And why having to is probably down to you
American Writer and Nobel Prize laureate William Falkner originally proposed that ‘in writing you must kill all your darlings’. A simple enough line that has been subjected to much analysis. Falkner’s line is taken to mean that a writer must let go of the elements of their work that they love, but are clinging to due to emotional attachment and not because they are progressing the narrative in any way. Those ‘darlings’ may have suited at their conception but as the story progressed it is plain that they no longer fit.
This same concept has morphed into many leadership articles as you can see here, here, here and most recently trending here.
The rationale is sound, and in many cases these articles emphasise the need for a strong or courageous manager to fire their ‘best’ people, but they often fail to mention where that same manager may be complicit in bringing about the conditions where such radical action is required.
Sowing The Seeds
Technical organisations progress through many cycles and, much like authors starting a new book, each of those cycles presents an opportunity to get on the right track or sow the seeds for later problems.
Be it start-up or starting up a new project, the pattern is similar. There’s excitement, a sense of fresh mission and purpose, the thrill of innovation and of course the attendant ambiguity that is inherent in any new undertaking. There also exist the challenges: resources, money and a need to show early progress either for ourselves or for other stakeholders.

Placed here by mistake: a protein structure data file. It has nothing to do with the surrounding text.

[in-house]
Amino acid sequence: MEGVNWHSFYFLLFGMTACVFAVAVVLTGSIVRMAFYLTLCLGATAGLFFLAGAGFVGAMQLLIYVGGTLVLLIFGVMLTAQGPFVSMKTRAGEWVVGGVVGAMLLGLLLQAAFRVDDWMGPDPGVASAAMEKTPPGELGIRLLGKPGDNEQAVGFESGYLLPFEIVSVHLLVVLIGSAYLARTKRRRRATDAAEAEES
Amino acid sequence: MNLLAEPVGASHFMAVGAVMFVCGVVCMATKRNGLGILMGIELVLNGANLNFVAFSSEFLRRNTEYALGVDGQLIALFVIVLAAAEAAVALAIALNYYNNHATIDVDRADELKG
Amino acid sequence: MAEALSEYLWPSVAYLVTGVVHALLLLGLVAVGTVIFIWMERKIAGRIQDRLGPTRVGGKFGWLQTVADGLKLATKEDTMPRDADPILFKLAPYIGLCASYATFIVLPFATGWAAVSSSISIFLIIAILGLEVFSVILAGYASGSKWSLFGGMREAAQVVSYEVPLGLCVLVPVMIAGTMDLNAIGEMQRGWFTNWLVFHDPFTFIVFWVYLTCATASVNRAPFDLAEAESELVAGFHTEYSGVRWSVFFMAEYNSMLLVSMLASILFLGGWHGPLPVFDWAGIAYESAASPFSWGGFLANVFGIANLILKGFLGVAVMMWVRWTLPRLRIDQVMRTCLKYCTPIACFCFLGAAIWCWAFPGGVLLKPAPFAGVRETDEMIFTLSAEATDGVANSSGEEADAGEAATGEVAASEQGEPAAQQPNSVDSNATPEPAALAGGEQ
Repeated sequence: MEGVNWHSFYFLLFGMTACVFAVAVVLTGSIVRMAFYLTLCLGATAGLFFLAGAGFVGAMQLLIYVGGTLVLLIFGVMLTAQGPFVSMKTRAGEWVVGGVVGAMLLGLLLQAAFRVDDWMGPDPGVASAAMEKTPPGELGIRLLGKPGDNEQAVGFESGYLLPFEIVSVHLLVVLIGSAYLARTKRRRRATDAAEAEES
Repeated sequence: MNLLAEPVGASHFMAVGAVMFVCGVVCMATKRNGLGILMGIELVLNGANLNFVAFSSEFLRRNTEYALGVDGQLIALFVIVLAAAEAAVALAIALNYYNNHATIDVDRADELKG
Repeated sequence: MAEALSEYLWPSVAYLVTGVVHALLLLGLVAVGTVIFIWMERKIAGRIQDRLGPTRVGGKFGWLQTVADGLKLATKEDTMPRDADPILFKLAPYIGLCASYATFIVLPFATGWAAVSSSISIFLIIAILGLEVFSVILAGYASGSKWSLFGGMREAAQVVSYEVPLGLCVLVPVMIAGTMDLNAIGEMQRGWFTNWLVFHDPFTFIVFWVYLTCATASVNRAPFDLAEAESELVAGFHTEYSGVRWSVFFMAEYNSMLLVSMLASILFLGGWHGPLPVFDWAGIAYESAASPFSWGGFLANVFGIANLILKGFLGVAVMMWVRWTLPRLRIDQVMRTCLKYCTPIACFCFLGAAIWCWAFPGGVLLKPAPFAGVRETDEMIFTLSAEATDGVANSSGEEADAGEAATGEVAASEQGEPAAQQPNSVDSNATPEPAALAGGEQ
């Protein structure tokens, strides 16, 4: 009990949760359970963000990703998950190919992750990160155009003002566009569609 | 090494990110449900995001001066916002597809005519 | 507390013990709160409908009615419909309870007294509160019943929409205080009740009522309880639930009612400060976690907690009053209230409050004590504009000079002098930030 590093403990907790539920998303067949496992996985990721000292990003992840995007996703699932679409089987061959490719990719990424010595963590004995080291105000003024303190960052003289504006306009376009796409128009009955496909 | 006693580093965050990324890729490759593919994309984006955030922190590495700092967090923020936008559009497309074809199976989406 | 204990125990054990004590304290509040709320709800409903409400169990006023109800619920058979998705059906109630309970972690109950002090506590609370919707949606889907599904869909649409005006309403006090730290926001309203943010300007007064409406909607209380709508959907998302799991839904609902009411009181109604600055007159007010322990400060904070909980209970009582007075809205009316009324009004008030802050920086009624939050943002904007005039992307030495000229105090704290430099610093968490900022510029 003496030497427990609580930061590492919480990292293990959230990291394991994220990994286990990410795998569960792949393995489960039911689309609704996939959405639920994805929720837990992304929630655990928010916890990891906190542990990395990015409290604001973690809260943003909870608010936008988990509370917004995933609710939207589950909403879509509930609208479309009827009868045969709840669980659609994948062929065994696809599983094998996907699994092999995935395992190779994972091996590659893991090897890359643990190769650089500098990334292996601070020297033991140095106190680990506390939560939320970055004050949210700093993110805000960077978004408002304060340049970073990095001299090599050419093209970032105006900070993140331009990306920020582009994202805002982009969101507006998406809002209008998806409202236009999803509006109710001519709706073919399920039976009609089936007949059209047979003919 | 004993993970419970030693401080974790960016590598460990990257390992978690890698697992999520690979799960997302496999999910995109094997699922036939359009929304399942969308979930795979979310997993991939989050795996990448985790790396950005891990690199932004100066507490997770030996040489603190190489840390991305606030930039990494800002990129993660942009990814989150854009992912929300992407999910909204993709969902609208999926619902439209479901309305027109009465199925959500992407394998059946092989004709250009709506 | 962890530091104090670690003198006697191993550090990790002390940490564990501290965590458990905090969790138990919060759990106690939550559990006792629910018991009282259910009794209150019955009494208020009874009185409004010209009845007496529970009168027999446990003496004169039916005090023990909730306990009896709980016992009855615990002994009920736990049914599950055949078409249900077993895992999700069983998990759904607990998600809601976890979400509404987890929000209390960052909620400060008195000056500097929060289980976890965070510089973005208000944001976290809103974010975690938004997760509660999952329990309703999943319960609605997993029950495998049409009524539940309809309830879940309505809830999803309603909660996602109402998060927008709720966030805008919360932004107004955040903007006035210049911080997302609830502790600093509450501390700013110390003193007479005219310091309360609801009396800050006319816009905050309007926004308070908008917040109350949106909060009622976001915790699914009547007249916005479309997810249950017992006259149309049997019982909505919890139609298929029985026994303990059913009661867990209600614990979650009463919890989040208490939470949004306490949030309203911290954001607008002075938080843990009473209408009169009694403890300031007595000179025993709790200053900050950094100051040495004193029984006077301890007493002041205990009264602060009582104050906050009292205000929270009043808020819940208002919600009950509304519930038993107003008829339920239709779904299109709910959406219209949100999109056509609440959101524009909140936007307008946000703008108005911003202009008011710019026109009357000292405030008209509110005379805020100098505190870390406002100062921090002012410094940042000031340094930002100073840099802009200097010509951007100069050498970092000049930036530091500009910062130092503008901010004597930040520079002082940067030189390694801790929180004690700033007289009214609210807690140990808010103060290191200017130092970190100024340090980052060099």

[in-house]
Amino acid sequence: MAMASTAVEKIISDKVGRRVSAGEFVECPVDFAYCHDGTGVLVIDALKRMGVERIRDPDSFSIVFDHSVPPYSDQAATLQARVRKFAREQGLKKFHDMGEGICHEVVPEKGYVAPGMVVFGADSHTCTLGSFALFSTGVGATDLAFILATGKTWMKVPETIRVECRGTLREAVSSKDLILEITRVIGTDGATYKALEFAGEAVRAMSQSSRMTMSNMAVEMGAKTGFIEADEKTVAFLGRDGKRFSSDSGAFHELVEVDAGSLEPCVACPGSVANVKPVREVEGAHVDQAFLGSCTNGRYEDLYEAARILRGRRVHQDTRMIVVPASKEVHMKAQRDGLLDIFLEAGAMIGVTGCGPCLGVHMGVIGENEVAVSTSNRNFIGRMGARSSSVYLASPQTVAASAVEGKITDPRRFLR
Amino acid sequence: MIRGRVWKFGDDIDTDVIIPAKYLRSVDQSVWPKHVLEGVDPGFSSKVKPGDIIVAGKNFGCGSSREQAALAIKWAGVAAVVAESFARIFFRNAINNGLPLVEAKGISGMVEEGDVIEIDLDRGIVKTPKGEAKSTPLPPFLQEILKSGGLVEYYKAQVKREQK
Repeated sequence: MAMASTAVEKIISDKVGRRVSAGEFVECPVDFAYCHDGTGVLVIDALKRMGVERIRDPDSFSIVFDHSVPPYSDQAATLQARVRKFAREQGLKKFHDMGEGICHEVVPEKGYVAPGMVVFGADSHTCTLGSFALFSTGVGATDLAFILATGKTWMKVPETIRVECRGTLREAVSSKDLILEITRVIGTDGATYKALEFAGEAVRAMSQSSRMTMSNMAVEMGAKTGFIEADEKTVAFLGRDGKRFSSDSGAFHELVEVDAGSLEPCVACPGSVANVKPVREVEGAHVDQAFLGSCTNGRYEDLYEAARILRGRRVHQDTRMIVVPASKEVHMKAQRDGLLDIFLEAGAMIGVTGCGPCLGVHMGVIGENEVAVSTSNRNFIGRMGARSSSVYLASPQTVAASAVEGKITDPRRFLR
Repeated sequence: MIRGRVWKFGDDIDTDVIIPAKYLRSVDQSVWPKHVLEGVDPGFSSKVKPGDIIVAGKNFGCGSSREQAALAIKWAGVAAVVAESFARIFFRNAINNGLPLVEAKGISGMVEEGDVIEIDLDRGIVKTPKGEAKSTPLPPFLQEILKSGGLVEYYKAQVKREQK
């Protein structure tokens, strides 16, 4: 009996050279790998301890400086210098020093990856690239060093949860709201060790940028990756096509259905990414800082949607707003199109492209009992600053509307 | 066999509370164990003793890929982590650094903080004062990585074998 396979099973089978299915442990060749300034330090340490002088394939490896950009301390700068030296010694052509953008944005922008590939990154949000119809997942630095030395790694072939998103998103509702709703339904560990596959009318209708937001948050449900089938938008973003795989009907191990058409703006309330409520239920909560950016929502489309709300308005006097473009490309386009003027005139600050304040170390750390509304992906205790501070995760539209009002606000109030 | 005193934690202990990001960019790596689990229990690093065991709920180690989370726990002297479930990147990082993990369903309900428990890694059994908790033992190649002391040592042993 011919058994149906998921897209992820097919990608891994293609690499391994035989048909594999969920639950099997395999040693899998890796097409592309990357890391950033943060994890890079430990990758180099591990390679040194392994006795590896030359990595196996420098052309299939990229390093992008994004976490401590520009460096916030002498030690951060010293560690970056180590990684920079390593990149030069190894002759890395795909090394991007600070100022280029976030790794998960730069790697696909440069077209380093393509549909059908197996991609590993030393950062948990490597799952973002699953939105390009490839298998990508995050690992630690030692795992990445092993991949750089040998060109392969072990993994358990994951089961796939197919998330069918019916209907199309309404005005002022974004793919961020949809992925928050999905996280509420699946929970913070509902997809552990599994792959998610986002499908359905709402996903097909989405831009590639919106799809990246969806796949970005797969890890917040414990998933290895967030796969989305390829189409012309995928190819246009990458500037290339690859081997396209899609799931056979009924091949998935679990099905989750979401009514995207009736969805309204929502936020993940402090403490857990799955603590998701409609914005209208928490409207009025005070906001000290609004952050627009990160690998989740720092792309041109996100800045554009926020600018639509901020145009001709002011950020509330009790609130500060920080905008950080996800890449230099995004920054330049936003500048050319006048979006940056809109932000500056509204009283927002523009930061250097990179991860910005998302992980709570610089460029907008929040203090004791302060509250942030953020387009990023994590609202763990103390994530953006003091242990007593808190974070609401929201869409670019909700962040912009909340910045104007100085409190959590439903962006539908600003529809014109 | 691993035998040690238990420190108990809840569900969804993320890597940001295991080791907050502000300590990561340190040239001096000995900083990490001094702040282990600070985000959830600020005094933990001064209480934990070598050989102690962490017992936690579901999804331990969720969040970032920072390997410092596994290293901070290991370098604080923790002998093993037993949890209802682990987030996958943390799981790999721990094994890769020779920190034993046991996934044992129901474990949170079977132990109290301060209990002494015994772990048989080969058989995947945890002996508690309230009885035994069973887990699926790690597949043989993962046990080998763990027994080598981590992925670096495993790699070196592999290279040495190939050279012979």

And there it is
We drop our guard just a little; we bring in the people, either internal or as external hires, who can most influence our primary goal and our primary goal is now progress. It might be an engineer, a strong sales person or a strong marketing talent but somewhere along the way we focus on the positives and fade on the negatives. It’s the pressure to make progress, the need to prove we’re on the right track. So we scrutinise less; we drop our standards to get people on board more quickly.
It’s not that we deliberately make bad choices at this stage, and it’s not that those decisions always prove to be bad, but the stress of the situation, or the excitement, puts us on a path where we’re compromising, and compromise is hard to reset once it’s taken root.
In the honeymoon period, it all looks good, those hires are doing what they should do: performing – ‘everything’s going so well’ as the saying goes. Sure there may be some prickly moments, those one or two behavioural issues that aren’t quite as we would have liked or maybe they’ve alienated one or two of their team mates, but surely the end result is worth it. Besides, this is our superstar – our ‘darling’.
An overlapping abut equally hot topic right now is that of the 10x engineer. A mythical creature whose productivity is ten times that of a regular human being. Start-ups are being encouraged to find a 10x and with more and more attention being paid to establishing start-up cultures and mentalities within large organisations the hunt is intensifying. You’re competing to find darlings.
It should come as no surprise that the notion of a 10x engineer came from, well, engineers. But the idea of an individual who is superior to their peers is not new – actually we’re surrounded by it particularly in sports and academia. Malcom Gladwell in his book ‘Outliers‘ provides excellent insight into where and how we can find these curiosities.